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Liu Qibao. Photo: Xinhua

Report on propaganda chief Liu Qibao released

Xinhua reports on Liu Qibao's excursions after prolonged absence fuels rumours of a downfall

A report about the recent official activities of Liu Qibao, the new propaganda chief whose conspicuous absence from the limelight for nine days has sparked intense speculation among overseas media and pundits, was released yesterday by Xinhua.

Some online postings on mainland chatrooms and overseas media reports say his mother has died while others allege he was implicated in the downfall of the Sichuan vice-party boss Li Chuncheng, Liu's former subordinate when he was Sichuan party boss.

Xinhua reported last night that Liu had made visits to the office of foreign propaganda, which is more commonly known as the Information Office of the State Council, and the cultural ministry, recently. The report did not specify when the visits were made, but its release last night was apparently aimed at dismissing rumours about him.

Meanwhile, another figure under close scrutiny by overseas media in recent days, Gu Liping, wife of the United Front minister Ling Jihua, also appeared in public recently. The website of Youth Business China carried a photo of Gu with her colleagues on Wednesday, saying she is leading the team to make plans for the non-governmental organisation for next year.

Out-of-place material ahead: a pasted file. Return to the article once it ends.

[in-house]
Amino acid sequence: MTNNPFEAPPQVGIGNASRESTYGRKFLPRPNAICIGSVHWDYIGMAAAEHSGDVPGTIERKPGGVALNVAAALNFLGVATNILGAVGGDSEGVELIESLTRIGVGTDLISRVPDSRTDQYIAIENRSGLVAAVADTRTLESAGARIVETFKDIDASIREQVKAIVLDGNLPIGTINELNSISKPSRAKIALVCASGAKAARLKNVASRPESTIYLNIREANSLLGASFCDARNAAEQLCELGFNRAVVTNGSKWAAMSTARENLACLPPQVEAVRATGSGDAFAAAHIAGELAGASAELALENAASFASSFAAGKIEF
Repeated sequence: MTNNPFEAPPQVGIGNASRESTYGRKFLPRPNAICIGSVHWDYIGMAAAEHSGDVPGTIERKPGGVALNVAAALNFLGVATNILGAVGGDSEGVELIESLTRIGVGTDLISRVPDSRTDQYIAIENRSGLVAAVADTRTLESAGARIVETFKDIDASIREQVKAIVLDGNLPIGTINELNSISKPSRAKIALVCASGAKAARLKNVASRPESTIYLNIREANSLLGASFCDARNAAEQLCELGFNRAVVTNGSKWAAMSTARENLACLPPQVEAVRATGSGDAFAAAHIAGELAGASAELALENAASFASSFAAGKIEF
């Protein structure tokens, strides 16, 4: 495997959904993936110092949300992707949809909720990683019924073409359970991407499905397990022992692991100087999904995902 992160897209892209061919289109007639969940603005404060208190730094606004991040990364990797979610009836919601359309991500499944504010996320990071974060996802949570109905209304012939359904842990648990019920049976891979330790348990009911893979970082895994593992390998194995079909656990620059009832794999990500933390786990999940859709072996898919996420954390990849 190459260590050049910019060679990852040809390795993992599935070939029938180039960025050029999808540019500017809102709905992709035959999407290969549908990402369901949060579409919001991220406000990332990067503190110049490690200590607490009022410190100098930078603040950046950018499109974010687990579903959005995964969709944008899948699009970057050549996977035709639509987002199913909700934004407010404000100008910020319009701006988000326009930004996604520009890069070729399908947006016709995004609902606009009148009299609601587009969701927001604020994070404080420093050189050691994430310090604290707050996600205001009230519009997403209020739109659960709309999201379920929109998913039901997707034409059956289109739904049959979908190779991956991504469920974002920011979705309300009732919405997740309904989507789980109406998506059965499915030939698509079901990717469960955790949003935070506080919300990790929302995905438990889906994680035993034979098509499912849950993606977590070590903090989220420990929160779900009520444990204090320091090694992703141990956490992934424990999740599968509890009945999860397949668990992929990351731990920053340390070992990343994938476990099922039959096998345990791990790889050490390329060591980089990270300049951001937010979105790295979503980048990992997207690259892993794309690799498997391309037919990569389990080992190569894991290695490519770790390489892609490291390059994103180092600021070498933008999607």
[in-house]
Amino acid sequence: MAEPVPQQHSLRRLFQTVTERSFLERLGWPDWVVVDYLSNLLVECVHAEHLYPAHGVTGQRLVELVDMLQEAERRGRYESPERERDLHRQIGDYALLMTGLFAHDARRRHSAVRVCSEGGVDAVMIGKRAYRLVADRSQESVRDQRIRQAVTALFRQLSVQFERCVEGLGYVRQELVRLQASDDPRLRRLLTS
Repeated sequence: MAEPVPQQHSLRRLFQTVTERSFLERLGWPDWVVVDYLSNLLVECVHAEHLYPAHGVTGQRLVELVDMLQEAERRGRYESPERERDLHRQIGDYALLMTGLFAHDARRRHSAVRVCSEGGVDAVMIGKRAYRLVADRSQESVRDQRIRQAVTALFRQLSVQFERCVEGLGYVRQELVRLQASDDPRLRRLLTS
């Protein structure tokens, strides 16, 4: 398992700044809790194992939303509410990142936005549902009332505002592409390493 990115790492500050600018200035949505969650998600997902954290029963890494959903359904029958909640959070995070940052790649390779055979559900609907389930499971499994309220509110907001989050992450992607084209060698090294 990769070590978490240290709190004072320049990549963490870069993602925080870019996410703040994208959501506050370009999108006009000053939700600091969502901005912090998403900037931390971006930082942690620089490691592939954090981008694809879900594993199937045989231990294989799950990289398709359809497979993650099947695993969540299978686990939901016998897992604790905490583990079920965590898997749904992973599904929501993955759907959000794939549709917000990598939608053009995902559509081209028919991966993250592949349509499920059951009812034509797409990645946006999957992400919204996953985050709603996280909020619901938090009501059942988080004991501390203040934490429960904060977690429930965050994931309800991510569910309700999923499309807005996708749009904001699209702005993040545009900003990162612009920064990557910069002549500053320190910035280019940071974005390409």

There were intense rumours online recently alleging Gu was being investigated for corruption. Ling, a top aide of the retiring leader Hu Jintao , suffered a severe setback in his political career after his son died in a controversial Ferrari crash in March.

Meanwhile, CCTV last night carried a lengthy report about Hu's visit to a historical site from the Communist revolution recently, his first publicised activity since he handed over power last month.

Hu, who is still president after surrendering his two most powerful positions, general secretary of the Communist Party and chief of the military, to Xi Jinping, travelled to Zhunyi, a small town in Guizhou province along the route of the historic Long March.

Zhunyi is considered a turning point in revolutionary history, because it is where Mao Zedong in 1935 became head of the Red Army.

The visit by Hu was widely considered to be a tribute to revolutionary leaders before Hu hands over his presidency to Xi in March. CCTV said Hu made the visit from December 1 to 6.

Hu also went to Bijie in northwestern Guizhou, where five children died last month while sheltering in a dumpster, CCTV reported last night. The children died from carbon monoxide poisoning after lighting a fire in the rubbish bin.

Hu then visited the homes of some farmers and shook their hands. Hu was party chief of the poverty-stricken southwestern province between 1985 and 1988.

This article appeared in the South China Morning Post print edition as: Propaganda chief back in the limelight